Humming and dancing (hey! no one was watching!) I decided to get some house work done without interruptions. Cue Elvis in my brain.. just the intro and the first line...

A little less conversation 
A little more action please.

Perhaps he was singing about something besides housework, but it worked for me. By then it was time to go get them again. I decided to indulge in NPR on the ride to get them. After all, if I didn't turn on the real radio, who knows what I would have started humming next!


Do your kids swim? Mine are learning. I would like to have them all take lessons, but I haven't found a cost effective class yet. With three kids at three different levels, well, it adds up quickly. Time for Plan B, exposure, exposure, exposure!

We've been going to the YMCA since February. When we started none of my kids were confident in the water. Now, my oldest has passed a swim test and can come and go freely in the pool. My son can swim pretty well, but doesn't use strokes yet so he sticks to the shallow end.

That leaves me to my youngest and even she is getting better. She can play in the kiddie pool and go down the little kiddie slide by herself. When she gets into the big pool, she wears a life jacket and is getting a very good feel for the water.

It wasn't long ago that I was chasing toddlers and not letting them out of my sight for a minute. I must say, I like being able to sit on the edge and relax a bit. Oh, I still do the head count (one, two, three... one, two, three) but now, I do that while sitting in the sun and *gasp!* relaxing a bit. I still hope to get them in lessons someday, but for now the kids are getting better and having a great time. We're good with that.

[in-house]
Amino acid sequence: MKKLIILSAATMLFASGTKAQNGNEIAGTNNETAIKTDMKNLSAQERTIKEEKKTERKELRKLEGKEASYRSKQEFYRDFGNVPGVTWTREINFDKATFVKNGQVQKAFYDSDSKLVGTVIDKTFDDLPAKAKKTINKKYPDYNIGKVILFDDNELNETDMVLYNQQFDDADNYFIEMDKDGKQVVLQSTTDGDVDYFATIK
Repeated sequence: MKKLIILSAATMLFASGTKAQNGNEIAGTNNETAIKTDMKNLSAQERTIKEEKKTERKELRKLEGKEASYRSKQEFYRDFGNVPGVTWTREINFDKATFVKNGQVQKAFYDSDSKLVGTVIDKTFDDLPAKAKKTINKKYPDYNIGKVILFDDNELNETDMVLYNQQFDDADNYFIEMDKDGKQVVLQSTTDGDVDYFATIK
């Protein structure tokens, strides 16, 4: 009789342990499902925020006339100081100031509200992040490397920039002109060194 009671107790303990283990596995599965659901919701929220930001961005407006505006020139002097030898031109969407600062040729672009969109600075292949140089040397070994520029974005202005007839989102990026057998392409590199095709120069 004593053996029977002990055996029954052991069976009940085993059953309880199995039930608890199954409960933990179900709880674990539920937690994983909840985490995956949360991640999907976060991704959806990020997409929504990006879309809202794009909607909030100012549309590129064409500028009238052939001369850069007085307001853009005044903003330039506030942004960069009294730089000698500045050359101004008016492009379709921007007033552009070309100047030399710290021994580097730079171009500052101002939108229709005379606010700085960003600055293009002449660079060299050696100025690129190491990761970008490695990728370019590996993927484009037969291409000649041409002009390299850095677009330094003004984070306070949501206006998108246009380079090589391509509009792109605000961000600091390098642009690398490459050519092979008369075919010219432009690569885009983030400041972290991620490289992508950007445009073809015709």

Japanese Paper Folding

You only need a piece of square paper and a pattern. The basic folds are often repeated for other patterns, so once you get the hang of a few, it becomes easier. It is a great hobby and the only downside is finding paper flowers, bugs and other items all over the house. We've begun to use them to decorate gifts. I like them better than bows.

Things to keep in mind about the paper:

  • The thin origami paper from craft stores helps with crisp folds. 
  • The larger the size, the easier for beginners.
  • The traditional size used in Japan is the smaller size you will find at craft stores. 
  • foil is fun and pretty, but not forgiving if you attempt to refold it.
  • My daughter enjoys the small paper because of the challenge and how cute the small creations are.

Where to find the patterns:

  • There are lots of books at that library and some of our favorite patterns have been from books.
  • How to make origami app  for the ipod or iphone is what my daughter is using in these photos.
  • Origami Club website has a lot of free instructions.

The next level of origami:

Origami is not only beautiful, but it is mathematical too (isn't everything?). The Documentary Between the Folds, which I enjoyed on Netflix, will amaze you with the artistry, history, and theory of paper folding.

Here is a youtube video we found while trying to find a good pattern for a violin. This type of origami is just amazing. We still haven't found that violin pattern, so if you happen to know of one, please let me know.

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Grammar: The Nuts and Bolts of Language

Grammar for the Logic Stage

picture: Milestone Ministries